9. Frequently Asked Questions (FAQs)

What is conservative hybrid fund?

As the name suggests, conservative hybrid fund is a type of hybrid fund that invests predominantly in debt instruments. It should have a minimum of 75% in debt instruments and a maximum of 90% in debt instruments. The rest 10% to 25% of the portfolio is invested in equities.

Are Conservative Hybrid Funds safe to Invest?

The reason it is called ‘conservative’ is because majority of its portfolio is dominated by debt instruments, which are considered to be extremely safe instruments. So on the risk spectrum, conservative hybrid funds are slightly riskier than pure debt funds and less riskier than equity mutual funds.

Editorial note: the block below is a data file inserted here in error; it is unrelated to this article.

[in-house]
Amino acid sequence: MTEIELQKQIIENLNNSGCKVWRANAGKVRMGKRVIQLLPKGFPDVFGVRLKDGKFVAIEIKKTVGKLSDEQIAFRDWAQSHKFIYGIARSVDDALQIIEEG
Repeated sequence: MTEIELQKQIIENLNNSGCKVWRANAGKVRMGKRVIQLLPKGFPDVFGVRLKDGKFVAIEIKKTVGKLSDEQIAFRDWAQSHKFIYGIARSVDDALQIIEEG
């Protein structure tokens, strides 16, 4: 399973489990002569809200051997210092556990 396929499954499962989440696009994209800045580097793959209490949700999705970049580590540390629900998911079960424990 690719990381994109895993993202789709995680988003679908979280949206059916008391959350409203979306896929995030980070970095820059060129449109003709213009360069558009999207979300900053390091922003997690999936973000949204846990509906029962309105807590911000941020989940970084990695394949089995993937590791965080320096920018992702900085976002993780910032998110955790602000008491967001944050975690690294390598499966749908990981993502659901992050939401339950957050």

How much share of a Portfolio should be invested in Conservative Hybrid Funds?

There is no definite answer to this as every investor has different goals, income and risk profile. If you are looking for a relatively safer avenue with a little equity exposure in your portfolio, conservative hybrid funds can be a good option. The dominant debt component in the portfolio ensures that you get good returns.

Sridhar Kumar Sahu is a Content Writer for ET Money. He has over six years of experience in covering personal finance topics and markets. He holds a Master’s degree in English Journalism from IIMC, New Delhi and B.Tech in Mechanical Engineering from BPUT, Odisha.